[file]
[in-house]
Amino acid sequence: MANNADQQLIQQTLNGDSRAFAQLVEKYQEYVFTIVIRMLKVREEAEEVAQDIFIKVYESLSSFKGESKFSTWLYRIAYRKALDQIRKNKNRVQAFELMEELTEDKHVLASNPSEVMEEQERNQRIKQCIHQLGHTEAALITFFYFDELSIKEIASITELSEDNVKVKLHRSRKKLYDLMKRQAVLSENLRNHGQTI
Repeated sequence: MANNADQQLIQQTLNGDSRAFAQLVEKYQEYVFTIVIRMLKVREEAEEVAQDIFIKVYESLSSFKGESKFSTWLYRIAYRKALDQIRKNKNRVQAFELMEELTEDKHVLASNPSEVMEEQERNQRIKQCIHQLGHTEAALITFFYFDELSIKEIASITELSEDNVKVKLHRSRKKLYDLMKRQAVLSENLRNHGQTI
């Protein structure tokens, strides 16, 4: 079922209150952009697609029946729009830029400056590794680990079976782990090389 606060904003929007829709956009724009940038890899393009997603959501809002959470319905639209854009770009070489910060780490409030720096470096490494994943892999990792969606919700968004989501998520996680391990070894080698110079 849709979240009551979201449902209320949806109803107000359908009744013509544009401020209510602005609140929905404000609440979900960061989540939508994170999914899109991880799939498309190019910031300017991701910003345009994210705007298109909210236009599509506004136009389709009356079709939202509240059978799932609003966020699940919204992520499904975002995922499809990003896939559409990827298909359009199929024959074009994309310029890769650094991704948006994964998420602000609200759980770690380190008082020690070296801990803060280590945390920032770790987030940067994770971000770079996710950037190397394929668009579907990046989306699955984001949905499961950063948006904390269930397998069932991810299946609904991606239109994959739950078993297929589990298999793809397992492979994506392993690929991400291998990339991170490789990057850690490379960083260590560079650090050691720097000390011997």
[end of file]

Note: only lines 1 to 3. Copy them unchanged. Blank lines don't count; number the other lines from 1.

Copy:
[in-house]
Amino acid sequence: MANNADQQLIQQTLNGDSRAFAQLVEKYQEYVFTIVIRMLKVREEAEEVAQDIFIKVYESLSSFKGESKFSTWLYRIAYRKALDQIRKNKNRVQAFELMEELTEDKHVLASNPSEVMEEQERNQRIKQCIHQLGHTEAALITFFYFDELSIKEIASITELSEDNVKVKLHRSRKKLYDLMKRQAVLSENLRNHGQTI
Repeated sequence: MANNADQQLIQQTLNGDSRAFAQLVEKYQEYVFTIVIRMLKVREEAEEVAQDIFIKVYESLSSFKGESKFSTWLYRIAYRKALDQIRKNKNRVQAFELMEELTEDKHVLASNPSEVMEEQERNQRIKQCIHQLGHTEAALITFFYFDELSIKEIASITELSEDNVKVKLHRSRKKLYDLMKRQAVLSENLRNHGQTI